My colleague and friend, Tom Dunlop, on the other hand, is definitely a car person. He currently drives a bright red late model Mercedes which he will upgrade this spring for the mere reason that two years have passed. His dealership loves him! In addition to trading every two years, Tom takes donuts to the staff when his car is serviced. What a nice guy! We’ve enjoyed that shiny red Mercedes as our lunch vehicle and can’t wait to see what Tom decides will be our new fancy ride in the spring.

new-year-new-startWhy is this car talk relevant to dirt law in 2017? It’s relevant because our success in the housing industry this year may depend on whether Americans and specifically South Carolinians are really home ownership people.

There are some reasons for concern. Interest rates are climbing. The mortgage interest rate deduction is under attack in Congress. The future of the CFPB may be precarious under the new administration and because of pending litigation challenging its constitutionality.  Some financial advisers are recommending renting as a better economic alternative for many Americans. Some retirees are being advised to sell the large homes where they raised their families in exchange for nifty, low-maintenance town homes, condominiums and even rental apartments.

But unlike my personal lack of thirst for new cars, I believe many Americans and many South Carolinians have an enduring thirst for new and upgraded residences. And I believe their thirst is most often quenched only by purchasing those residences. We have been taught that home ownership is an excellent investment vehicle coupled with a tax advantage. This advice goes back several generations. This wisdom is so ingrained that the counsel to retirees to rent shocked me! I had to read it from several sources to believe it was serious and sound advice for some folks.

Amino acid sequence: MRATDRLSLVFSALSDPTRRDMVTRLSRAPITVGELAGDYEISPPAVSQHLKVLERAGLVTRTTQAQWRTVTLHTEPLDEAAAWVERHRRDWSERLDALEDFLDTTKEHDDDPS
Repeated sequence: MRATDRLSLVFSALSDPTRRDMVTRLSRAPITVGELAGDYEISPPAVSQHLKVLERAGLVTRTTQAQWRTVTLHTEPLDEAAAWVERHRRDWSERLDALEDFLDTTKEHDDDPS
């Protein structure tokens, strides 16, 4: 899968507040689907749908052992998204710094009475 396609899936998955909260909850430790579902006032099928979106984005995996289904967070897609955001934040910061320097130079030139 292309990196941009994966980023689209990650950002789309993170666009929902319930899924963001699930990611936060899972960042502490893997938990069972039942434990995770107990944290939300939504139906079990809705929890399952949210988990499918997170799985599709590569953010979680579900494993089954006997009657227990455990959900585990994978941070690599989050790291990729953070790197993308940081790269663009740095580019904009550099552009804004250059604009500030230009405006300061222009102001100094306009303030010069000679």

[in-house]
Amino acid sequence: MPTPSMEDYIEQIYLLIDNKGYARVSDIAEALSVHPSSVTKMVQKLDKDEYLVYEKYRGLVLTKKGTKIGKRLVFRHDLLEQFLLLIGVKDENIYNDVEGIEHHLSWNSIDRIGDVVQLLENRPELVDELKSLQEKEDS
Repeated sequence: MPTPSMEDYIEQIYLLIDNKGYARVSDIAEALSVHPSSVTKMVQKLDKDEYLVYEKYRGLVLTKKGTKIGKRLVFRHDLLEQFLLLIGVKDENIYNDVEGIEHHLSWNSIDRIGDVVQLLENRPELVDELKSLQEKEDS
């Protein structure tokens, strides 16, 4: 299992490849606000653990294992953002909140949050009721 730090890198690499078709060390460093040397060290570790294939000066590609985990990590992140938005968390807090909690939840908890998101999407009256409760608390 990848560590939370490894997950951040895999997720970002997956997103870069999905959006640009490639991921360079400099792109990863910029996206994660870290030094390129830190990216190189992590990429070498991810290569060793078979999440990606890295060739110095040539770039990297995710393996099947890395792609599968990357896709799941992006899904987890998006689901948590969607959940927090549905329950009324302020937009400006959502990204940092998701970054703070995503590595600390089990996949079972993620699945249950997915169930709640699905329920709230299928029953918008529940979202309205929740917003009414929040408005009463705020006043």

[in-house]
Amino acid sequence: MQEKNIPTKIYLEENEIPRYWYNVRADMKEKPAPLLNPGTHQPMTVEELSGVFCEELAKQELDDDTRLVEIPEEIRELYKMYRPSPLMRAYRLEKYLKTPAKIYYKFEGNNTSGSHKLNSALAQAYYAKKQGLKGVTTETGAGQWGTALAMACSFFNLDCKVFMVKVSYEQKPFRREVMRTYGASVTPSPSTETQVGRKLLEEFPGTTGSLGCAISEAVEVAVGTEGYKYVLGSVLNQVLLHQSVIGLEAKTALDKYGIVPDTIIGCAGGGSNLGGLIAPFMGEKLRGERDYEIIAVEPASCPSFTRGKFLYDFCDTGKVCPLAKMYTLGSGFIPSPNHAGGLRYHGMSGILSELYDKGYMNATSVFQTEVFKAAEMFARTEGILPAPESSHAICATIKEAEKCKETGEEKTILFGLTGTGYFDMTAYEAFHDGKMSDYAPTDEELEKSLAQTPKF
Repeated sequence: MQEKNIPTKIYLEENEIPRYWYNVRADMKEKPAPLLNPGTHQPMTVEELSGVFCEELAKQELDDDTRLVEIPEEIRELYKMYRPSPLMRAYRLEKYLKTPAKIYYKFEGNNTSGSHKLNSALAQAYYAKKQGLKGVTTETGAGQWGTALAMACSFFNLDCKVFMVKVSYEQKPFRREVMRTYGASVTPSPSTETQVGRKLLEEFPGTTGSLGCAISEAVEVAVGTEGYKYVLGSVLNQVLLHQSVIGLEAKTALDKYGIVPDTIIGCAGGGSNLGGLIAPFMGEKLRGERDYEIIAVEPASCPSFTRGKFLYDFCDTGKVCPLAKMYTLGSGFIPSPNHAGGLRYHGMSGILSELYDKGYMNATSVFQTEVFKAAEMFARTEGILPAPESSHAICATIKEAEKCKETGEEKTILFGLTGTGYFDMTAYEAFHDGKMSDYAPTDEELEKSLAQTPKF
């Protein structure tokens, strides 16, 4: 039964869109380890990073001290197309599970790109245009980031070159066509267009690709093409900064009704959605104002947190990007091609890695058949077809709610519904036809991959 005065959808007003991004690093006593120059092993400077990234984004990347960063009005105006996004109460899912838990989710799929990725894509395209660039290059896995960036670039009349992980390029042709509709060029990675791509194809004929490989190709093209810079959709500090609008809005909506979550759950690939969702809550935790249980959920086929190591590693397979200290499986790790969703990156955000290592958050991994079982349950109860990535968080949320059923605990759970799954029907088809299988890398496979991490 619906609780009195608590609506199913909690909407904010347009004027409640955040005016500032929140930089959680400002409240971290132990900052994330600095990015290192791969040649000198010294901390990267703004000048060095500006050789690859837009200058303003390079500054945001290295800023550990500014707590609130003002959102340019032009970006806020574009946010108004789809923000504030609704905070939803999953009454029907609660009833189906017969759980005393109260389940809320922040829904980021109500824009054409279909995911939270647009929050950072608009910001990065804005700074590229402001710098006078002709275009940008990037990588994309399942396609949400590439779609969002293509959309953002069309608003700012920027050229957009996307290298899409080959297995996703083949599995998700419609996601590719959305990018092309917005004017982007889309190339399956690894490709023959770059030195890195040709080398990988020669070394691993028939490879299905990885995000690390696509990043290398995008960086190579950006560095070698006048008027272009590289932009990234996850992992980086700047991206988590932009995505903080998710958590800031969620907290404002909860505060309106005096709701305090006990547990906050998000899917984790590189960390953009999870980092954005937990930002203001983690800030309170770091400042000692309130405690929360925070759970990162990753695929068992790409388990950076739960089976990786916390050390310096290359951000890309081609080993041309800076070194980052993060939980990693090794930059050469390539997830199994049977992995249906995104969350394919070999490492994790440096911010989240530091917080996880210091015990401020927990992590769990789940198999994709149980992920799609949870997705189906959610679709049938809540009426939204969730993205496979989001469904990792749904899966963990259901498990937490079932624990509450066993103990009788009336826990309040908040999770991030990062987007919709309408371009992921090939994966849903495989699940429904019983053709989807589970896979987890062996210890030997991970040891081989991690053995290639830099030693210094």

And, thankfully, the economy is continuing to improve. Zillow is reporting that the U.S. housing market has regained all the value it lost during the housing crisis. South Carolina is particularly poised for success. Charleston is one of the fastest growing markets in the country. Hilton Head is digging out and rebuilding from Hurricane Matthew. The Rock Hill/Fort Mill area is growing toward Charlotte rapidly. It is impossible to ride around Myrtle Beach, Greenville and even Columbia without dodging construction activity. My own office’s numbers have improved during 2016, and I budgeted up for 2017. I suspect most South Carolina dirt lawyers are looking for a better year in 2017 than in 2016 assuming they can maintain their momentum and sustain the excellent staffing that momentum requires.

I am optimistic!  Here’s hoping Americans and South Carolinians continue to be home ownership people. And here’s hoping 2017 is a healthy, happy and prosperous year for you!